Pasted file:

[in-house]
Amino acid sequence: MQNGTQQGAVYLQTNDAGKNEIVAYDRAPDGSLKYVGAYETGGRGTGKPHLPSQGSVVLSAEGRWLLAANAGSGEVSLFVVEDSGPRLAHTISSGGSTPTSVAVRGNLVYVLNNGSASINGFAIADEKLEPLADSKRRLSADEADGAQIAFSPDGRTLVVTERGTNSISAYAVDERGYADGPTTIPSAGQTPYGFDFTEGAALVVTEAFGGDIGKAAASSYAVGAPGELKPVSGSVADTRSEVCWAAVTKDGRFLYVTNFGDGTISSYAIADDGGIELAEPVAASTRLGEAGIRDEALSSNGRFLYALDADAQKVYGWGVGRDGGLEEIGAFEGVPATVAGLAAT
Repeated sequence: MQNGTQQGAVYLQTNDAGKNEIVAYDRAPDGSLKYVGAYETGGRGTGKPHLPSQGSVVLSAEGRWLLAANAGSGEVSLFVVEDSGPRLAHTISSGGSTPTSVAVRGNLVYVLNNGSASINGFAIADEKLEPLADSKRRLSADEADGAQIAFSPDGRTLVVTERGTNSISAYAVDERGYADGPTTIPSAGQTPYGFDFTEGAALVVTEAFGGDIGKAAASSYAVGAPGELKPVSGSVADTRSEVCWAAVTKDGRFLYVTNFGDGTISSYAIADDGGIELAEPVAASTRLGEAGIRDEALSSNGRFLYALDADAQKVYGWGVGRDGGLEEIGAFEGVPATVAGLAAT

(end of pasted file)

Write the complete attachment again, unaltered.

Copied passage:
[in-house]
Amino acid sequence: MQNGTQQGAVYLQTNDAGKNEIVAYDRAPDGSLKYVGAYETGGRGTGKPHLPSQGSVVLSAEGRWLLAANAGSGEVSLFVVEDSGPRLAHTISSGGSTPTSVAVRGNLVYVLNNGSASINGFAIADEKLEPLADSKRRLSADEADGAQIAFSPDGRTLVVTERGTNSISAYAVDERGYADGPTTIPSAGQTPYGFDFTEGAALVVTEAFGGDIGKAAASSYAVGAPGELKPVSGSVADTRSEVCWAAVTKDGRFLYVTNFGDGTISSYAIADDGGIELAEPVAASTRLGEAGIRDEALSSNGRFLYALDADAQKVYGWGVGRDGGLEEIGAFEGVPATVAGLAAT
Repeated sequence: MQNGTQQGAVYLQTNDAGKNEIVAYDRAPDGSLKYVGAYETGGRGTGKPHLPSQGSVVLSAEGRWLLAANAGSGEVSLFVVEDSGPRLAHTISSGGSTPTSVAVRGNLVYVLNNGSASINGFAIADEKLEPLADSKRRLSADEADGAQIAFSPDGRTLVVTERGTNSISAYAVDERGYADGPTTIPSAGQTPYGFDFTEGAALVVTEAFGGDIGKAAASSYAVGAPGELKPVSGSVADTRSEVCWAAVTKDGRFLYVTNFGDGTISSYAIADDGGIELAEPVAASTRLGEAGIRDEALSSNGRFLYALDADAQKVYGWGVGRDGGLEEIGAFEGVPATVAGLAAT